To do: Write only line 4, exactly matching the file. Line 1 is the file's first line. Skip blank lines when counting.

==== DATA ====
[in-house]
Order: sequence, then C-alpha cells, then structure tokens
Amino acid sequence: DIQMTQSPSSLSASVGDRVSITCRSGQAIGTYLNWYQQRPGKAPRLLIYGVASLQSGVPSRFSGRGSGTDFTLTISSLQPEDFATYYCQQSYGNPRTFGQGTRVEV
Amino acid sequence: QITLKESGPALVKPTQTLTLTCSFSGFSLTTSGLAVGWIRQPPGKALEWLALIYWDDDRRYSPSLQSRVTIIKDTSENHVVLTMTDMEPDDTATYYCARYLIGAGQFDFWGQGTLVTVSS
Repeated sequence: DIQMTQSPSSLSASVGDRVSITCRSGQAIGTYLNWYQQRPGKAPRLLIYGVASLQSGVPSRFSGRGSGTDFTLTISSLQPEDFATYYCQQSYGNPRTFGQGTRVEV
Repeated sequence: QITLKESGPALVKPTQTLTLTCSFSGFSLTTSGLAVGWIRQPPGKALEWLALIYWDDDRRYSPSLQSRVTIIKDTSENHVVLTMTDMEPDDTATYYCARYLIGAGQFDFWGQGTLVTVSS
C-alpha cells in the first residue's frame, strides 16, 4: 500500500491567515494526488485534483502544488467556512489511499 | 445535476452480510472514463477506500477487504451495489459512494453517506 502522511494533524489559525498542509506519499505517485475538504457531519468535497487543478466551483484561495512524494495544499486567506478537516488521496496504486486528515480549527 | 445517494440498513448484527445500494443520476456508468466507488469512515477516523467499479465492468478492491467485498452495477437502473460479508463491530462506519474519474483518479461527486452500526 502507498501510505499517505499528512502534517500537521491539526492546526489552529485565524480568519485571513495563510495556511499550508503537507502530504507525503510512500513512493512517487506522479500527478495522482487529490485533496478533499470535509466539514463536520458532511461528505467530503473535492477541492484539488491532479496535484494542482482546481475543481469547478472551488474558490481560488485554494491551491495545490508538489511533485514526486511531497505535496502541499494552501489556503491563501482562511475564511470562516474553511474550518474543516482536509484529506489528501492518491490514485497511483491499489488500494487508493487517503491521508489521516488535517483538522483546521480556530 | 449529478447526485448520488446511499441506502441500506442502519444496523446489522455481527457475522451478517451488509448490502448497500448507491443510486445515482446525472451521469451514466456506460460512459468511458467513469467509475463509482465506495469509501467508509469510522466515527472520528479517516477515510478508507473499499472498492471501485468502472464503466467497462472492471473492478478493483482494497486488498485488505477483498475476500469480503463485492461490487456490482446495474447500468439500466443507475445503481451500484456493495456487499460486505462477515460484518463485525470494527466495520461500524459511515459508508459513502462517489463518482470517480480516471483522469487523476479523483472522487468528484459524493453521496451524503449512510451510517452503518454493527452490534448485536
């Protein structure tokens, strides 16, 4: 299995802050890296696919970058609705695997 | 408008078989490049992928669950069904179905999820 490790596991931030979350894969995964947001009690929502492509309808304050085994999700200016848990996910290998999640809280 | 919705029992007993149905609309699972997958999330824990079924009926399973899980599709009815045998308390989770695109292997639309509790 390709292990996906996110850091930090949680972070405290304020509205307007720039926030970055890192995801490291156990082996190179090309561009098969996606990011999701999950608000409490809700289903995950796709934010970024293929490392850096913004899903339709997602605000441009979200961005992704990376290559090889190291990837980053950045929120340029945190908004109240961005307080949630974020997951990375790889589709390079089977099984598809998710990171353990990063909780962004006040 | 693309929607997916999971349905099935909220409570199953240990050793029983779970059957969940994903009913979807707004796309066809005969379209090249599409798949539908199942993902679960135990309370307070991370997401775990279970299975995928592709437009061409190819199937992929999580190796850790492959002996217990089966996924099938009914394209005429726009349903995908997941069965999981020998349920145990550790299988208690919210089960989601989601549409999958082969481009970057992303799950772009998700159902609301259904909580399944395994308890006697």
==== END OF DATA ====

Amino acid sequence: QITLKESGPALVKPTQTLTLTCSFSGFSLTTSGLAVGWIRQPPGKALEWLALIYWDDDRRYSPSLQSRVTIIKDTSENHVVLTMTDMEPDDTATYYCARYLIGAGQFDFWGQGTLVTVSS